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The History of Mobile Health: From Cell Phones to Wearables

By Vera Gruessner

- The mobile health industry is defined as the generation, accumulation, and exchange of medical information through mobile and wireless tools. Today there are a wide variety of different mobile health devices and applications available to the general public including fitness trackers, diet apps, sleep monitors, and sleep checkers, according to The Atlantic.

Mobile Health Applications

The mobile health industry couldn’t have had a beginning without the invention of the first cell phone. As early as 1949, AT&T began a program called the Mobile Telephone Service, which was expanded to 100 towns and 5,000 customers total. Unfortunately, there were technological barriers that kept this particular program from growing across the country. Only three radio channels were available, which meant only three customers at a particular time could place a call in any city around the world.

As time went on, mobile phones became a common occurrence and companies like Apple and Samsung developed complex smartphones, which stimulated the creation of mobile health applications for consumers worldwide.

The mobile health industry is now being predicted to grow to nearly $12 billion by 2018, as nearly 50 percent of physicians are now utilizing mobile health apps on a day-to-day basis. Currently, the movement toward interoperability should create more successful mobile health initiatives with more mobile health devices and applications capable of exchanging information amongst each other.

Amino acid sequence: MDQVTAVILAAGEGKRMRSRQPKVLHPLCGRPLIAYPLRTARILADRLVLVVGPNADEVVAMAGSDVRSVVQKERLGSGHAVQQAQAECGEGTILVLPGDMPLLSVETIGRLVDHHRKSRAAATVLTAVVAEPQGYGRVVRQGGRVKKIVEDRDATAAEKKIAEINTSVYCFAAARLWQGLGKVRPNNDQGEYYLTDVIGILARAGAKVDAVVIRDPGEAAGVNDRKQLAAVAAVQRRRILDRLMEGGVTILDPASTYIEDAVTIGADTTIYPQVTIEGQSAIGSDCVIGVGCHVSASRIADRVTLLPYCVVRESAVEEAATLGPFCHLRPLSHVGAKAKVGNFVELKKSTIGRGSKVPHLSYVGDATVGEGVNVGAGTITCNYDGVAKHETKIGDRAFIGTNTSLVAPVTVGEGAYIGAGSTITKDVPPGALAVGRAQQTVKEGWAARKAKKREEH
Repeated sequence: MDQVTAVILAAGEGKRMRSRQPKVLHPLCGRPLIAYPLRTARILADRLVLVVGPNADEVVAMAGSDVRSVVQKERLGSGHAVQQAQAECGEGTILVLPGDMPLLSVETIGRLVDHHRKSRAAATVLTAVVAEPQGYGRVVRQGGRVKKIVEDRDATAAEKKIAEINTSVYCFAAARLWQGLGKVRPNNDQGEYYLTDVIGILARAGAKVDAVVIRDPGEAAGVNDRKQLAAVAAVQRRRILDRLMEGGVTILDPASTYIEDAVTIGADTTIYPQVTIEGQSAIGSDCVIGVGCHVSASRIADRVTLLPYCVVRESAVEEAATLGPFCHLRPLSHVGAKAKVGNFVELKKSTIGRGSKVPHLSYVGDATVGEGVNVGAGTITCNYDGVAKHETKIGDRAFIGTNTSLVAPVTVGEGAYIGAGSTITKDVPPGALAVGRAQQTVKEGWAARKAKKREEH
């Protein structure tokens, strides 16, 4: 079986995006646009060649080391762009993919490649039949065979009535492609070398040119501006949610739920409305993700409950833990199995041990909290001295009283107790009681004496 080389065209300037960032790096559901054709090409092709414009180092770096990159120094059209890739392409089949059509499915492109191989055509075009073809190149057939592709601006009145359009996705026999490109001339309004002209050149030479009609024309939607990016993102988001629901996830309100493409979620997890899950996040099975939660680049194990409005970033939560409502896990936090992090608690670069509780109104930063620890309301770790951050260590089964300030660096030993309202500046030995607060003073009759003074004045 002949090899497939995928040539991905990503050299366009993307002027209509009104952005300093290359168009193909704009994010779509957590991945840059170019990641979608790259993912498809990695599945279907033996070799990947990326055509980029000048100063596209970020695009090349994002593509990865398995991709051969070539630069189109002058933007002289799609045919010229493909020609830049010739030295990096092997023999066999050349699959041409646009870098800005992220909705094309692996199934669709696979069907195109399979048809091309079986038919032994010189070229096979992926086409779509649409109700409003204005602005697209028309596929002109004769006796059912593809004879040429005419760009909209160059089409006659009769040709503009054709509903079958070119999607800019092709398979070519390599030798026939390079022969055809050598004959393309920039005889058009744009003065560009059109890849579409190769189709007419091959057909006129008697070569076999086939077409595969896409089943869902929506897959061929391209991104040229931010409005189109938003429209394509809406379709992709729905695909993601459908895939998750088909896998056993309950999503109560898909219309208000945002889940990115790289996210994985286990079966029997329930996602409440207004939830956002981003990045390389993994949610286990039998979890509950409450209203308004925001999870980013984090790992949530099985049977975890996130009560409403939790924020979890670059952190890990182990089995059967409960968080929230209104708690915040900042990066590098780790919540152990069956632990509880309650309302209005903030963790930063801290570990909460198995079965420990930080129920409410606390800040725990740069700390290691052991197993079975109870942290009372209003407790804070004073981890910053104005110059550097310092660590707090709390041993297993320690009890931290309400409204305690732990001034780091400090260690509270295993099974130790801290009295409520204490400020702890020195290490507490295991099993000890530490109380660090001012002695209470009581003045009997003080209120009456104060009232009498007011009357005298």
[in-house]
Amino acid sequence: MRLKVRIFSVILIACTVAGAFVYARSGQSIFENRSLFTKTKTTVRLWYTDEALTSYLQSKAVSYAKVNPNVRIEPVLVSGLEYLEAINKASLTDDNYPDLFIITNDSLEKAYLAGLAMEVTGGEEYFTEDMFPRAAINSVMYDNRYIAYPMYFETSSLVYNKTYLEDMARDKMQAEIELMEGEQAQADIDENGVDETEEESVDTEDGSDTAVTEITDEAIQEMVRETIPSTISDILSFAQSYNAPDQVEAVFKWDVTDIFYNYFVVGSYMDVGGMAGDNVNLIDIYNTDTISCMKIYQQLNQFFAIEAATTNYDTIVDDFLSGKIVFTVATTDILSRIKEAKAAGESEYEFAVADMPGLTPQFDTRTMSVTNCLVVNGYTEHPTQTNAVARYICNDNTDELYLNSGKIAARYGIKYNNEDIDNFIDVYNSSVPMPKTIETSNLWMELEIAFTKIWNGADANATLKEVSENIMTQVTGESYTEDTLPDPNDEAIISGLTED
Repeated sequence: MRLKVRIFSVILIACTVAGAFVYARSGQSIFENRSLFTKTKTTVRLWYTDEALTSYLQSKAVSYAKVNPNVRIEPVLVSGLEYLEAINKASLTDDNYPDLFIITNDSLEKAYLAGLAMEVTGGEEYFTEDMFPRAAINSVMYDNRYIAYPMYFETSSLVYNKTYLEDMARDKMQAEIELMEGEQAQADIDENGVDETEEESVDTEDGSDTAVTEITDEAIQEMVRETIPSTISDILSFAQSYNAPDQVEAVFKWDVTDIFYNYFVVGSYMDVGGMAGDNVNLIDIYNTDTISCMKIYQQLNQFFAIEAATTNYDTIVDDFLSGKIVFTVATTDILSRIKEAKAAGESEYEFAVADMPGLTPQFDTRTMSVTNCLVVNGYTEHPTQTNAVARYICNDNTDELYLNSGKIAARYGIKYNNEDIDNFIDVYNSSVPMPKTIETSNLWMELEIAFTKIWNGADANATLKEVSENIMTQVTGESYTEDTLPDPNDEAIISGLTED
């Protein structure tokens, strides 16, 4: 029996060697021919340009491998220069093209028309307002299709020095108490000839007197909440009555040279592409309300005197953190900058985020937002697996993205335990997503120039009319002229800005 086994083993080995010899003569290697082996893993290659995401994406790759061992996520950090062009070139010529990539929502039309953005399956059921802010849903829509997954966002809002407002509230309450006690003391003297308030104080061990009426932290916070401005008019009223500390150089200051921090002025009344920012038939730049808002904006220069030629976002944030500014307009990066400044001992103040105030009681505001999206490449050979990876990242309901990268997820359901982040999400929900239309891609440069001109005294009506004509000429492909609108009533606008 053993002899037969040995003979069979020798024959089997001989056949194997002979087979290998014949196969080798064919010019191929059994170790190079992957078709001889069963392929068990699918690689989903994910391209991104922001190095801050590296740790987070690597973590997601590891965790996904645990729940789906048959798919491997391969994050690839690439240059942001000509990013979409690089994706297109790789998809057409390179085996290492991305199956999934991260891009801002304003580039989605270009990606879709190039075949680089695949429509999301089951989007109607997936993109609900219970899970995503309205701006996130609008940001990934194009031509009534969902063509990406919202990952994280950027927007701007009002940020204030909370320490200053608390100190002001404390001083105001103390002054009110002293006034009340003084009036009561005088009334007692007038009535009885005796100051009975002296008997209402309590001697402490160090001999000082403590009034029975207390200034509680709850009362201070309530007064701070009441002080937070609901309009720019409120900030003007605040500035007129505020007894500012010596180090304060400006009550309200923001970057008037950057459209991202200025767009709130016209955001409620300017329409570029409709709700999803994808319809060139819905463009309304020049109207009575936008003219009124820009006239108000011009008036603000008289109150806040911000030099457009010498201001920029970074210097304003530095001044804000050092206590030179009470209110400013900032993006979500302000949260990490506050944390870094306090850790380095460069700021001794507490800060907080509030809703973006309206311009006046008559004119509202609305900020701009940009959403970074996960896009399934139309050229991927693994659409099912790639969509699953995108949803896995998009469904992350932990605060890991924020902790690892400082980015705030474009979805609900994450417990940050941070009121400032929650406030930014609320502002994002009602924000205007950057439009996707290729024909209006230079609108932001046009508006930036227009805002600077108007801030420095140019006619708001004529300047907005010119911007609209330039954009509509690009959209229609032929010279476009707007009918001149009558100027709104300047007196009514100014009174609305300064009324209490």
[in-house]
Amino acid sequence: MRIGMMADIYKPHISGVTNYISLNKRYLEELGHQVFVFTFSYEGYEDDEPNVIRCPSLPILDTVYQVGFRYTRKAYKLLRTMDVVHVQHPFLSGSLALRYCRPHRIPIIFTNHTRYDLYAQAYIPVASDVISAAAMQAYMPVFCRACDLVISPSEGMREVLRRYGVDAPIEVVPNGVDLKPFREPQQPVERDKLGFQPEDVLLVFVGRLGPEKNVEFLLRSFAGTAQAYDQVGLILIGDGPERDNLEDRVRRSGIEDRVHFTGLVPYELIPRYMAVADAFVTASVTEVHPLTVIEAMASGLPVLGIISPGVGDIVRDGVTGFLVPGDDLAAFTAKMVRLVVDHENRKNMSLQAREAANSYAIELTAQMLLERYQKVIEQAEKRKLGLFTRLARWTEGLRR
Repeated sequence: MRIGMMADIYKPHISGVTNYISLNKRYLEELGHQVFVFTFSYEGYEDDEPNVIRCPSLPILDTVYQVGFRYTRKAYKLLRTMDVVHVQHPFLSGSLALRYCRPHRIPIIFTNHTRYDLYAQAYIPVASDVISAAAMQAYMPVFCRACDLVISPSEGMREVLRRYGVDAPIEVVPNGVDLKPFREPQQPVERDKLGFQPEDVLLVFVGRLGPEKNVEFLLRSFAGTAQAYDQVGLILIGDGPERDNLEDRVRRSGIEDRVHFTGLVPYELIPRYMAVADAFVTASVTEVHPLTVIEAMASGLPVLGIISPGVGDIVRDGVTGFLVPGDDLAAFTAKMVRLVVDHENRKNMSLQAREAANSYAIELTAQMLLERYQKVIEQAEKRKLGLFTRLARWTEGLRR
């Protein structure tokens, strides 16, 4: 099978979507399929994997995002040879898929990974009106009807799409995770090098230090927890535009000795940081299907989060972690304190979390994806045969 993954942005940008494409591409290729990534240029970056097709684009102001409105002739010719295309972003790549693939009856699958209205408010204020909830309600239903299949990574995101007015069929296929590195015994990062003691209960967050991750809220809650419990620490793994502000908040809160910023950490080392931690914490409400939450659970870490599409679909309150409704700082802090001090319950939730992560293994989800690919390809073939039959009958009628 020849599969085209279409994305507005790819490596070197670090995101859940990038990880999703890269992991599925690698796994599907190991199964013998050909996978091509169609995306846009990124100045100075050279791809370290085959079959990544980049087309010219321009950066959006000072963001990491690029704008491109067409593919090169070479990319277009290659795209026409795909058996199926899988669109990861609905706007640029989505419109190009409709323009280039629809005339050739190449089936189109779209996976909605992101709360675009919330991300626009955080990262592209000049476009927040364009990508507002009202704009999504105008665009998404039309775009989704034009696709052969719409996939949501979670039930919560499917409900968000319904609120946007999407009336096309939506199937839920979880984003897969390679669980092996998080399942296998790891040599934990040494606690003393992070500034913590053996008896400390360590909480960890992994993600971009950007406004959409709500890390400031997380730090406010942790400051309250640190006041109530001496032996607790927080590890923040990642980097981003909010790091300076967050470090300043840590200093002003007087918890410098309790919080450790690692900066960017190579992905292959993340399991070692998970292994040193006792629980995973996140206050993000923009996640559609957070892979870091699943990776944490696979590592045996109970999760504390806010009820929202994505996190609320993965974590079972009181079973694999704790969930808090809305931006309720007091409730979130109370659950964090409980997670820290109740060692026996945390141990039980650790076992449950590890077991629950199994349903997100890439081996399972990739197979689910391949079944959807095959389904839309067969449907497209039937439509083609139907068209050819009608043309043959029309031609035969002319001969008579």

Mobile health policies and legislation is currently changing the way this concept is revolutionizing the healthcare field. mHealth policy or lack thereof has caused serious confusion among providers while digital health companies are unsure of which government agencies have authority over their products or services.

Today, wearable technologies are making a major impact on the healthcare field and the mobile health movement. For instance, the Leaf system is a lightweight and wearable sensor that tracks a patient’s movements remotely. The sensor is connected to mobile devices that alert caregivers about any changes to a patient’s position or movement, according to a company press release.

Wearable technologies can even expand beyond the mobile health industry, as these devices impact military, industrial, and fitness fields. According to a new study, the global wearable computing market is predicted to reach nearly $35 billion by 2020 with an annual growth rate of more than 20 percent. Some common wearable technologies that are affecting the mobile health industry include smart watches, smart glasses, wristbands, footwear, and smart clothing.

"Just as the iPad has become the chosen form factor for clinicians today, I can definitely see a day when computing devices are more integrated into the clothing or body of the clinician," Dr. John Halamka, chief information officer of Beth Israel Deaconess Medical Center in Boston, told U.S. News & World Report.

As the mobile health industry continues to expand over the coming years, both the smartphone’s capabilities as well as wearable technologies will likely impact the healthcare field and improve patient care across the nation.

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